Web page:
In my own words (:= how I understand it) more complicated explanations have a higher burden of proof and therefore require more bits of evidence. If they give the same predictions as the simpler explanations, then each bit of evidence counts for both the complicated and the simple beliefs - but the simpler beliefs had higher prior probabilities, so after adding the evidence their posterior probabilities should keep being higher.

So, if a simple belief A started with -10 decibels [LW · GW] and a complicated belief B started with -20 decibels, and we get 15 decibels of evidence supporting both, the posterior credibility of the beliefs are 5 and -5 - so we should favor A. Even if we get another 10 decibels of evidence and the credibility of B becomes 5, the credibility of A is now 15 so we should still favor it. The only way we can favor B is if we get enough evidence that support B but not A.

Of course - this doesn't mean that A is true and B is false, only that we assign a higher probability to A.

So, if we go back to astronomy - our neogeocentric model has a higher burden of proof than the modern model, because it contains additional mysterious forces. We prove gravity and relativity and the work out how centrifugal forces work and that's (more or less) enough for the modern model, and the exact same evidences also support the neogeocentric model - but they are not enough for it because we also need evidence for the new forces we came up with.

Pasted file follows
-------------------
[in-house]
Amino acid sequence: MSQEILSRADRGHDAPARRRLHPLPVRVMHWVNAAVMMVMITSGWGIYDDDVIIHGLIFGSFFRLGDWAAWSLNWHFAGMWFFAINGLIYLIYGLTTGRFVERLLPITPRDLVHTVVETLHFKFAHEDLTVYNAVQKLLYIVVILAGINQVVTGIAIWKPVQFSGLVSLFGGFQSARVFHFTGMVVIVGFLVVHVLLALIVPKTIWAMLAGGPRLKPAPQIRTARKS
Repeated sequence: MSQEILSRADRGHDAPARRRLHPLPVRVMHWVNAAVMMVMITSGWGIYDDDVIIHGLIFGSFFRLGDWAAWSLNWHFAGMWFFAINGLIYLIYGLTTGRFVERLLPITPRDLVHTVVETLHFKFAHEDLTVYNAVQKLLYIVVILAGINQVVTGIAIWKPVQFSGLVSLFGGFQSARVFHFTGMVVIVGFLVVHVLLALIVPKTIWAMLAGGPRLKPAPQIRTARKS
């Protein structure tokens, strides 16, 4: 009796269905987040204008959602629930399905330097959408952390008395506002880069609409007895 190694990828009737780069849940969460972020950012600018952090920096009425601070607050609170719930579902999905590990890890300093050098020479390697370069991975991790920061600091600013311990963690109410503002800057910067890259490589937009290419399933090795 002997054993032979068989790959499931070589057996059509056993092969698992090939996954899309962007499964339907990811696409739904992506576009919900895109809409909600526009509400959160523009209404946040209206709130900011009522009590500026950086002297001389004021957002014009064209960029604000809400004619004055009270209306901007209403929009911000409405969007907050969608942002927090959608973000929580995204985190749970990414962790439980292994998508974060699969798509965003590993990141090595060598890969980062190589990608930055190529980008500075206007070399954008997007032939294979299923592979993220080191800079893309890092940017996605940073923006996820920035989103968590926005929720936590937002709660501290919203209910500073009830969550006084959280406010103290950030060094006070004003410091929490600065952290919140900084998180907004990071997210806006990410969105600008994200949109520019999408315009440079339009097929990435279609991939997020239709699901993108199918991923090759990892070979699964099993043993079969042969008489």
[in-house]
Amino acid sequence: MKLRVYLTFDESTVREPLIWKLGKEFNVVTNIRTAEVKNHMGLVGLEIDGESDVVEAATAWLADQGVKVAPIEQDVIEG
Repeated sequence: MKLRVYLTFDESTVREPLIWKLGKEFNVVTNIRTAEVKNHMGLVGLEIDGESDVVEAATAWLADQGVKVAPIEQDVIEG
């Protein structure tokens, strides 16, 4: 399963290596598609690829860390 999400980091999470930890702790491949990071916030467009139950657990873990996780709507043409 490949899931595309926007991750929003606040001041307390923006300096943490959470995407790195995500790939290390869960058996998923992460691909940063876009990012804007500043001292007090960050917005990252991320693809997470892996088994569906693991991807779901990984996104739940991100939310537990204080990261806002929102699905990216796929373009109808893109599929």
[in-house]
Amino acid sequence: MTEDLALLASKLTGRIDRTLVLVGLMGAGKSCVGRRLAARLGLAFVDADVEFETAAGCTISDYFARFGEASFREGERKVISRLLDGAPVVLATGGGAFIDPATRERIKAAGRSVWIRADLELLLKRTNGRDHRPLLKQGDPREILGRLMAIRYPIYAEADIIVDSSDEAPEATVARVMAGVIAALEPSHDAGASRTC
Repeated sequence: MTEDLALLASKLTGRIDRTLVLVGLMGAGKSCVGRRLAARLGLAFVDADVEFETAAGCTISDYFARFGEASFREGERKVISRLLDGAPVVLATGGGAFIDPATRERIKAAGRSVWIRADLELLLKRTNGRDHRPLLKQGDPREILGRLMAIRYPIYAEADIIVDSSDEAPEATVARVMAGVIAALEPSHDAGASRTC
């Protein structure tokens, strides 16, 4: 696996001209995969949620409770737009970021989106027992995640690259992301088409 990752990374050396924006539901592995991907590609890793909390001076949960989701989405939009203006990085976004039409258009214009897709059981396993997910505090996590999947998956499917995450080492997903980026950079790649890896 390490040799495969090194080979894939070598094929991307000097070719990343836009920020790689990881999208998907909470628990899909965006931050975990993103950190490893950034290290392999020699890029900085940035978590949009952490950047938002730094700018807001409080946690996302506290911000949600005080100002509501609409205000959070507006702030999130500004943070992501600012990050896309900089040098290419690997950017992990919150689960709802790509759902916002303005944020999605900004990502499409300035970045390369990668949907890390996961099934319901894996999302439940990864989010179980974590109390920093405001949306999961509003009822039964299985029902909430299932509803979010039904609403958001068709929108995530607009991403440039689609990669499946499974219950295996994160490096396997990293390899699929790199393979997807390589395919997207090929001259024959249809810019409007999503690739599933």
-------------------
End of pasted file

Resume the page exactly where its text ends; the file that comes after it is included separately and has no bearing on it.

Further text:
Do note, though, that the claim that "there is no mysterious force" is simpler than "there is a mysterious force" is taken for granted here...

comment by TAG · 2020-09-24T21:49:10.319Z · score: 1 (1 votes) · LW(p) · GW(p)

I’m not sure I follow—what do you mean by “didn’t work”? Shouldn’t it work the same as the heliocentric theory, seeing how every detail in its description is identical to the heliocentric model?

If you take a heliocentric theory, and substitute "geocentric" for "heliocentric", you get a theory that doens't work in the sense of making correct predictions. You know this, because in previous comments you have already recognised the need for almost everything else to be changed in a geocentric theory in order to make it empirically equivalent to a heliocentric theory.

In my own words (:= how I understand it) more complicated explanations have a higher burden of proof and therefore require more bits of evidence. If they give the same predictions as the simpler explanations, then each bit of evidence counts for both the complicated and the simple beliefs—but the simpler beliefs had higher prior probabilities, so after adding the evidence their posterior probabilities should keep being higher.

What does "true" mean when you use it?

A geocentric theory can match any observation, providing you complicate it endelessly.

This discussion is about your claim that two theories are the same iff their empirical predictions are the same. But if that is the case, why does complexity matter?